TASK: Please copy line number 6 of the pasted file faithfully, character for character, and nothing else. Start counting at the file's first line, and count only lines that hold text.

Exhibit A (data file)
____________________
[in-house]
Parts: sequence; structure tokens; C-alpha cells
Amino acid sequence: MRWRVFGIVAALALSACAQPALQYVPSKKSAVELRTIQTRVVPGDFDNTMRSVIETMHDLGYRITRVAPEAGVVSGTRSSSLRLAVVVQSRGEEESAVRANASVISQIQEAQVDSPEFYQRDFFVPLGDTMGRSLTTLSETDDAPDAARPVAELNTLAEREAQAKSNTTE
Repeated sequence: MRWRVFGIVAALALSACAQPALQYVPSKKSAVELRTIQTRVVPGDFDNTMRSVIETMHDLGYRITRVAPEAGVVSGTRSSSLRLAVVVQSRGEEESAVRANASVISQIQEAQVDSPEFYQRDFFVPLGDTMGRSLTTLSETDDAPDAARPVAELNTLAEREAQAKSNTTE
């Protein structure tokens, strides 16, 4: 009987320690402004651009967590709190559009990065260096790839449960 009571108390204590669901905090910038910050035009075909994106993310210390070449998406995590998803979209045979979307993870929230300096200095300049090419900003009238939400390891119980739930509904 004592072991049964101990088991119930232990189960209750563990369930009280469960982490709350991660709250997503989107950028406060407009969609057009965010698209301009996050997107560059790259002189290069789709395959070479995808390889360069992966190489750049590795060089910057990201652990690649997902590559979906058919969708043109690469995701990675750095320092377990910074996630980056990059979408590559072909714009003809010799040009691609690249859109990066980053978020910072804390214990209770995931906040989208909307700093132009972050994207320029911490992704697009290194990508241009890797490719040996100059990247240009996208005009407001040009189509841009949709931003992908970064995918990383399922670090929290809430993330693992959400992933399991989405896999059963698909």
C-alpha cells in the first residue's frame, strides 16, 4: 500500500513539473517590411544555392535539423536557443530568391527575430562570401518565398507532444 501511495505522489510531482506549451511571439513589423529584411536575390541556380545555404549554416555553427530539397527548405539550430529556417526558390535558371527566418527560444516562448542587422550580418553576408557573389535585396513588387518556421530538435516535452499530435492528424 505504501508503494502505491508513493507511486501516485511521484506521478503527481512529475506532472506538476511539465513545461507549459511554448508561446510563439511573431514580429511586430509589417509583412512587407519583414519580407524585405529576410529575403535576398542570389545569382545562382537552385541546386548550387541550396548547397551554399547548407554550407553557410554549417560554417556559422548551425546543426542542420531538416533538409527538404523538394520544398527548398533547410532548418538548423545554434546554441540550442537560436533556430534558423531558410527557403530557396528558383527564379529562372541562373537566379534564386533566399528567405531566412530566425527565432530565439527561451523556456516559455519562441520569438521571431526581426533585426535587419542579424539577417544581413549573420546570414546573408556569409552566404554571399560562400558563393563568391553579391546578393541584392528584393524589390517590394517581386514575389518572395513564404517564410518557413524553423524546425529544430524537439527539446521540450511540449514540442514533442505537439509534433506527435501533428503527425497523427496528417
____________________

C-alpha cells in the first residue's frame, strides 16, 4: 500500500513539473517590411544555392535539423536557443530568391527575430562570401518565398507532444 501511495505522489510531482506549451511571439513589423529584411536575390541556380545555404549554416555553427530539397527548405539550430529556417526558390535558371527566418527560444516562448542587422550580418553576408557573389535585396513588387518556421530538435516535452499530435492528424 505504501508503494502505491508513493507511486501516485511521484506521478503527481512529475506532472506538476511539465513545461507549459511554448508561446510563439511573431514580429511586430509589417509583412512587407519583414519580407524585405529576410529575403535576398542570389545569382545562382537552385541546386548550387541550396548547397551554399547548407554550407553557410554549417560554417556559422548551425546543426542542420531538416533538409527538404523538394520544398527548398533547410532548418538548423545554434546554441540550442537560436533556430534558423531558410527557403530557396528558383527564379529562372541562373537566379534564386533566399528567405531566412530566425527565432530565439527561451523556456516559455519562441520569438521571431526581426533585426535587419542579424539577417544581413549573420546570414546573408556569409552566404554571399560562400558563393563568391553579391546578393541584392528584393524589390517590394517581386514575389518572395513564404517564410518557413524553423524546425529544430524537439527539446521540450511540449514540442514533442505537439509534433506527435501533428503527425497523427496528417